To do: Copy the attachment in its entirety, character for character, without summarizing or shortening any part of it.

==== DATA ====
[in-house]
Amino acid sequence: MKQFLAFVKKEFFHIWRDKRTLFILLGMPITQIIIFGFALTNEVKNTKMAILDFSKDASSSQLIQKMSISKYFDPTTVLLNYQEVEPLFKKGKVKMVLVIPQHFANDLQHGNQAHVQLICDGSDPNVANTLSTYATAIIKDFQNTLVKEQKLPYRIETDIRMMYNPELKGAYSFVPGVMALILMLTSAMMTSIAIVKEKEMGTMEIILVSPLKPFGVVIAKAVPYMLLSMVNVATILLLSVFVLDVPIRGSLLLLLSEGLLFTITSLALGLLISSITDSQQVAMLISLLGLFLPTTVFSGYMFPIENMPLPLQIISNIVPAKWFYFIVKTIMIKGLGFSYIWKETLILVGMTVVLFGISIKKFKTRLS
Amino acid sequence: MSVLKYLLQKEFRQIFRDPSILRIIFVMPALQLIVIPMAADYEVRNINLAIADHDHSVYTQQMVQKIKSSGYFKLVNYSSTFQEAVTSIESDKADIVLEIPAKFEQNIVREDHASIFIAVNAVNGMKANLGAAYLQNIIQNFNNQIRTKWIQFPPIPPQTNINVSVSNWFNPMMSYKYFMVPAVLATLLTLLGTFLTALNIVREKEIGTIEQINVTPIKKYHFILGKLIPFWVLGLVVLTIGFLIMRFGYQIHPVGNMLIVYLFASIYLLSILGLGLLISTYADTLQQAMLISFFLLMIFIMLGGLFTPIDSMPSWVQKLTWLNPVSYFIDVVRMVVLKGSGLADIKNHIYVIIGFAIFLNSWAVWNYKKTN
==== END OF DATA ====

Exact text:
[in-house]
Amino acid sequence: MKQFLAFVKKEFFHIWRDKRTLFILLGMPITQIIIFGFALTNEVKNTKMAILDFSKDASSSQLIQKMSISKYFDPTTVLLNYQEVEPLFKKGKVKMVLVIPQHFANDLQHGNQAHVQLICDGSDPNVANTLSTYATAIIKDFQNTLVKEQKLPYRIETDIRMMYNPELKGAYSFVPGVMALILMLTSAMMTSIAIVKEKEMGTMEIILVSPLKPFGVVIAKAVPYMLLSMVNVATILLLSVFVLDVPIRGSLLLLLSEGLLFTITSLALGLLISSITDSQQVAMLISLLGLFLPTTVFSGYMFPIENMPLPLQIISNIVPAKWFYFIVKTIMIKGLGFSYIWKETLILVGMTVVLFGISIKKFKTRLS
Amino acid sequence: MSVLKYLLQKEFRQIFRDPSILRIIFVMPALQLIVIPMAADYEVRNINLAIADHDHSVYTQQMVQKIKSSGYFKLVNYSSTFQEAVTSIESDKADIVLEIPAKFEQNIVREDHASIFIAVNAVNGMKANLGAAYLQNIIQNFNNQIRTKWIQFPPIPPQTNINVSVSNWFNPMMSYKYFMVPAVLATLLTLLGTFLTALNIVREKEIGTIEQINVTPIKKYHFILGKLIPFWVLGLVVLTIGFLIMRFGYQIHPVGNMLIVYLFASIYLLSILGLGLLISTYADTLQQAMLISFFLLMIFIMLGGLFTPIDSMPSWVQKLTWLNPVSYFIDVVRMVVLKGSGLADIKNHIYVIIGFAIFLNSWAVWNYKKTN